Update 5:30 pm: Heinrich spoke for roughly 20 minutes, mainly focusing on how as a gun owner himself, he can’t understand why the proposed reforms are controversial. “The fact that we’re arguing about this is unfathomable,” Heinrich said. “I can’t tell you how many times I have been through the background check process.” He also said he was proud of the many candlelight vigils that happened in New Mexico in response to the Orlando shootings. Heinrich asked Murphy whether his proposals include due process measures for people who feel wrongly listed on the federal Terrorist Watch List to contest their status.
Capping off a week of high profile presidential campaign visits in New Mexico, former President Bill Clinton rallied supporters of his wife in Southwest Albuquerque Wednesday afternoon. Speaking for just over 40 minutes, Clinton portrayed Hillary Clinton as an antidote to divisiveness in American and world politics. Related: Clinton makes surprise stop in Santa Fe restaurant
“We are living in a fascinating time that is full of both promise and peril,” Bill Clinton said. “Both progress and pain. And what you see all over the world today, all these arguments we’re having.
See Part One for Gary Johnson and two other prominent candidates. Darryl Perry of New Hampshire has a history in libertarian politics, at least on a local level, and has a hand in a handful of podcasts and online publications related to free market and limited government. What may separate Perry from other libertarian candidates is his non-traditional method of raising campaign funds. His campaign is only accepting donations in the form of “crypto-currencies” and precious metals. Perry’s campaign website lists all of the donations made, almost exclusively through Bitcoin, which totals an estimated $600 depending on the market price of silver and Bitcoin.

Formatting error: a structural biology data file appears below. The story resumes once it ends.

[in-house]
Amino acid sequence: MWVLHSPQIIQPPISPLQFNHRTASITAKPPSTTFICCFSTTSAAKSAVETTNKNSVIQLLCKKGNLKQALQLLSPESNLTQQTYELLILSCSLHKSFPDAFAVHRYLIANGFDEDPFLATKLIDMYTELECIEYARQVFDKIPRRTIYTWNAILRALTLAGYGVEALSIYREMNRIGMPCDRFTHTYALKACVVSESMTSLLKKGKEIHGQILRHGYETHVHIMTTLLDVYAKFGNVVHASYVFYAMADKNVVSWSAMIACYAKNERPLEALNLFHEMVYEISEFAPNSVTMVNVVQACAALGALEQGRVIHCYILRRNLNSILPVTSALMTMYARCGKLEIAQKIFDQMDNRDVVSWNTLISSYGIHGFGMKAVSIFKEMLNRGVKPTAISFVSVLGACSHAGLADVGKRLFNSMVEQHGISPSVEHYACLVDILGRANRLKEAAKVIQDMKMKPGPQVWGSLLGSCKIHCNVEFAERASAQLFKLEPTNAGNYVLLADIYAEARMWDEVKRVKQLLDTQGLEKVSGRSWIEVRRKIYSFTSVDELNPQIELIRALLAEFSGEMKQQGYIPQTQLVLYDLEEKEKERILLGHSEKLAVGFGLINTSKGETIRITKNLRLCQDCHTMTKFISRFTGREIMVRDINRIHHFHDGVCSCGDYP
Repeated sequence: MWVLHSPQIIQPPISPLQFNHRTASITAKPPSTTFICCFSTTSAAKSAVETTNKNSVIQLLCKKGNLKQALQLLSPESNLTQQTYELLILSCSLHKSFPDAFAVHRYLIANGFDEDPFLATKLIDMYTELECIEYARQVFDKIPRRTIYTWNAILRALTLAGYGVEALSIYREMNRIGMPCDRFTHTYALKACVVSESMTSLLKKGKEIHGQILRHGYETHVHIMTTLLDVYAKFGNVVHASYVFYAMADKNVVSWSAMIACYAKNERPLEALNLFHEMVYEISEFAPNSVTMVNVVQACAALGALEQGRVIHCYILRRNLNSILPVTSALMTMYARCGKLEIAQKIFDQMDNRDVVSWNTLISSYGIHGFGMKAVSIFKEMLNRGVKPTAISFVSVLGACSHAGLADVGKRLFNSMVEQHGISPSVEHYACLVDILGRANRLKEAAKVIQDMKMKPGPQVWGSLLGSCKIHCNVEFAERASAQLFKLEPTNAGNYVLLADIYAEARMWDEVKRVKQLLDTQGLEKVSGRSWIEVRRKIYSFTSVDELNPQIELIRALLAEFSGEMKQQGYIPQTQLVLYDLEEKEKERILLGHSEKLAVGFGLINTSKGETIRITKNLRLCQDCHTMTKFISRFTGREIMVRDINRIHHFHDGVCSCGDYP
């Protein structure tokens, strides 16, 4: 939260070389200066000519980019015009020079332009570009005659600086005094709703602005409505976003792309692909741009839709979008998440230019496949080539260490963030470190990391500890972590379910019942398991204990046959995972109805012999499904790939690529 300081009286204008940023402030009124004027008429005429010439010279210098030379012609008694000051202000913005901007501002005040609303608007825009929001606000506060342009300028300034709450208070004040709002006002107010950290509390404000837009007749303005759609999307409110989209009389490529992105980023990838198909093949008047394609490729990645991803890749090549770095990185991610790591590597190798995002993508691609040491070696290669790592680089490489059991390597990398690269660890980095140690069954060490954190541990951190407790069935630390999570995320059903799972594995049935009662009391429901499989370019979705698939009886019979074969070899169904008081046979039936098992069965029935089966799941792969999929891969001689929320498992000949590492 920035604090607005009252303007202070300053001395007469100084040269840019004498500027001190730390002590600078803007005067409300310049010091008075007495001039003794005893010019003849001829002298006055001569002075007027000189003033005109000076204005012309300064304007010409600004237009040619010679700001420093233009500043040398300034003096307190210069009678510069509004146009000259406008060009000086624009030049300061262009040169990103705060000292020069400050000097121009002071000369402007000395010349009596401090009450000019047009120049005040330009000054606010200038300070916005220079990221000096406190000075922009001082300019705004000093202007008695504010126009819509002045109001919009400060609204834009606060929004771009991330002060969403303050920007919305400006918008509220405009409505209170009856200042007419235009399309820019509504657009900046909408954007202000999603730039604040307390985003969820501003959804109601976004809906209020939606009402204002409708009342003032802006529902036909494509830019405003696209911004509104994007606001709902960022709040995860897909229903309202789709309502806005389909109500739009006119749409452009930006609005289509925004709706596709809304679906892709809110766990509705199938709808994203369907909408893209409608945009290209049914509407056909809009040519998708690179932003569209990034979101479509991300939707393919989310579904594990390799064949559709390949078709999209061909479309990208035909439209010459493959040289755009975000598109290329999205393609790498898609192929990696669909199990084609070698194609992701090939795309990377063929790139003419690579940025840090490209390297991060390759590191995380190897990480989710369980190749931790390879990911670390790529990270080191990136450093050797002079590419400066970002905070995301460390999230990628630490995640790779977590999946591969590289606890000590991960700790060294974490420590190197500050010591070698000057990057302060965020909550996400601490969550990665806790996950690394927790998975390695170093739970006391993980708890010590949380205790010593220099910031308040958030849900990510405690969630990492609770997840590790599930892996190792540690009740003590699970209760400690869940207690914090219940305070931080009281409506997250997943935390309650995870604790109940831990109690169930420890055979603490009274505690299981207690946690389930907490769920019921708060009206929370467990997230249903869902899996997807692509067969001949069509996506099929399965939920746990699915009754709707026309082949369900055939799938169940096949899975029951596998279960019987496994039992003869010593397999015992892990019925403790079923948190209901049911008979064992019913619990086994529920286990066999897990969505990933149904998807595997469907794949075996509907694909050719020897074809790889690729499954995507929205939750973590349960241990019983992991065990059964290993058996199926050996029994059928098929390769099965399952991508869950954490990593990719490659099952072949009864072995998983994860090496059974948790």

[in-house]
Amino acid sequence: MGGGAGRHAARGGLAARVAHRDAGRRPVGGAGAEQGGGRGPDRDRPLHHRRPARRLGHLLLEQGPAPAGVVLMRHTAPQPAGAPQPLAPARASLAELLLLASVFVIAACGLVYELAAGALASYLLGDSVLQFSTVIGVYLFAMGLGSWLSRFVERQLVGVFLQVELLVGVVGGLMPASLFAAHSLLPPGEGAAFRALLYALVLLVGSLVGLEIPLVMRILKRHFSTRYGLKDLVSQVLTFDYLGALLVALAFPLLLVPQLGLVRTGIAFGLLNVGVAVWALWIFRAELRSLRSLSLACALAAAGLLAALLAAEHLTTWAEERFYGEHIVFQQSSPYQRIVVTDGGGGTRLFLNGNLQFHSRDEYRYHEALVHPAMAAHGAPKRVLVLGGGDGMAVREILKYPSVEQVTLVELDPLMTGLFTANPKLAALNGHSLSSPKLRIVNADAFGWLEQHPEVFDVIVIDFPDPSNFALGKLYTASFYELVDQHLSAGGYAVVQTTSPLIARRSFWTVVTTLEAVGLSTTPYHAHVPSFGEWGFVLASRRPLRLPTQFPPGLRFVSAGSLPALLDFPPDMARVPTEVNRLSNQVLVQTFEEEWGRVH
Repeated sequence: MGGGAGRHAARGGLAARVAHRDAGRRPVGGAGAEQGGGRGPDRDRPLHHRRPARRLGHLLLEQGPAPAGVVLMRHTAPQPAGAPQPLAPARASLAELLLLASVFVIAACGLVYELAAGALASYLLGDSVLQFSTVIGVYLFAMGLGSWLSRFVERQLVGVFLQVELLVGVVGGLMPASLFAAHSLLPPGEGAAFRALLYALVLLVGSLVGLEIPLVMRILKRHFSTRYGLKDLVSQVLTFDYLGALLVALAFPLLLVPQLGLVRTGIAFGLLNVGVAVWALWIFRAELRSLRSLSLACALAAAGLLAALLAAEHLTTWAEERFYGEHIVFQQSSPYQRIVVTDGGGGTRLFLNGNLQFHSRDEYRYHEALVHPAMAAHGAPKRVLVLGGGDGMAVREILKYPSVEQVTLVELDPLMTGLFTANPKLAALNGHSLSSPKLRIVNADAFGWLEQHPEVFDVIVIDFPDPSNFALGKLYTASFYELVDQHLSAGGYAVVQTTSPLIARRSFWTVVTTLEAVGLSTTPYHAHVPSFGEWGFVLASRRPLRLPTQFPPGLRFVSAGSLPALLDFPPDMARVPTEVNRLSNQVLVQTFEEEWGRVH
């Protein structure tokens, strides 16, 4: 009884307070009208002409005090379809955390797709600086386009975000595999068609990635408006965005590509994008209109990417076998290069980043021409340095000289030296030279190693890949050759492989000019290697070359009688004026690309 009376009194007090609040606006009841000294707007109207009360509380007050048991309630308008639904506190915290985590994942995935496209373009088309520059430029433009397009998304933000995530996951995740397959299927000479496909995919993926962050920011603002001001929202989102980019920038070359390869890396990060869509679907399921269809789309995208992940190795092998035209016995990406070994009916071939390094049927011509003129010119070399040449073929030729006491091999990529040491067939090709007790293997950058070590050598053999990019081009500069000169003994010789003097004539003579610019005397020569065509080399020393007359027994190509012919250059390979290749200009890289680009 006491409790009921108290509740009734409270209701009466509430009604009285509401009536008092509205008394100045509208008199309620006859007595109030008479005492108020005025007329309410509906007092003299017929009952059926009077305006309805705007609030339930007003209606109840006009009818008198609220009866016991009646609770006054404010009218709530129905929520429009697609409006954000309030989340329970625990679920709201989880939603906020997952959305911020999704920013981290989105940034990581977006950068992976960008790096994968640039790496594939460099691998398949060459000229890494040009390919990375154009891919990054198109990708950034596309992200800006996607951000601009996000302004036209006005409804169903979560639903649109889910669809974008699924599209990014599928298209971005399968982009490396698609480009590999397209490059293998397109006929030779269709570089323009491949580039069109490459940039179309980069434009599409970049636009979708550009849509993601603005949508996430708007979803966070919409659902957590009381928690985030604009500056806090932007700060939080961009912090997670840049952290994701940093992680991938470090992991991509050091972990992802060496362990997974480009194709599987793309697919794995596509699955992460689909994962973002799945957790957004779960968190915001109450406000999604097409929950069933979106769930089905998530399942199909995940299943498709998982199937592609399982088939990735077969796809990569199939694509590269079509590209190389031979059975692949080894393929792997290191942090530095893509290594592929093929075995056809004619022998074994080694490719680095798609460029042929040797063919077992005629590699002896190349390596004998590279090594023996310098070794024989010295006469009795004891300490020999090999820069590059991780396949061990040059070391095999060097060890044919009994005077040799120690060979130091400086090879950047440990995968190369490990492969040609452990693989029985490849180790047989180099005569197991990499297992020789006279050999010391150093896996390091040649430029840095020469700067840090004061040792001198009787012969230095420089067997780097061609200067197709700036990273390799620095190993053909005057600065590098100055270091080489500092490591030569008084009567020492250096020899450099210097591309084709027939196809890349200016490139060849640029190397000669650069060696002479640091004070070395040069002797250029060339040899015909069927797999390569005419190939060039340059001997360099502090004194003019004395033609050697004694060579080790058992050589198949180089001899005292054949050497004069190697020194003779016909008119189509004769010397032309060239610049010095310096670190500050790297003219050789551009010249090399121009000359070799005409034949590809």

Following the 2016 legislative session, Gov. Susana Martinez touted passage of some tougher-on-crime laws, a new state budget and a bill to bring the state into compliance with the federal Real ID Act. In a short post-session press conference, she touted her five-year legislative battle of changing the state law that gives driver’s licenses to undocumented immigrants as complete. But she also acknowledged the caveat. Related Story: Sanchez happy with what Senate accomplished
“While this bill allows limited permits for those who are here illegally, they must prove residency and identity and subject themselves to fingerprinting and background checks,” she said. Until this year, Martinez said she wouldn’t accept a two-tier system if it still allowed undocumented immigrants to still drive legally.
This feature was scheduled to not publish starting next Monday, but will be starting an its early Christmas break tomorrow; so this is the last Three things to look for of the year. NM Political Report, however, will continue to be publishing new stories throughout the holidays. Our month-by-month recap of stories will finish up early next week. Then we will start counting down the top ten stories of the year. If you want to add anything to future editions, shoot an email to firstname.lastname@example.org.
Just two weeks until Christmas and three weeks until 2016. This year sure did fly by; stories recapping the year are already showing up here at NM Political Report and will continue to until the end of the year. You can see them all here. Anyway, here are three things to look for on Friday, December 11. If you want to add anything on future dates, feel free to email email@example.com.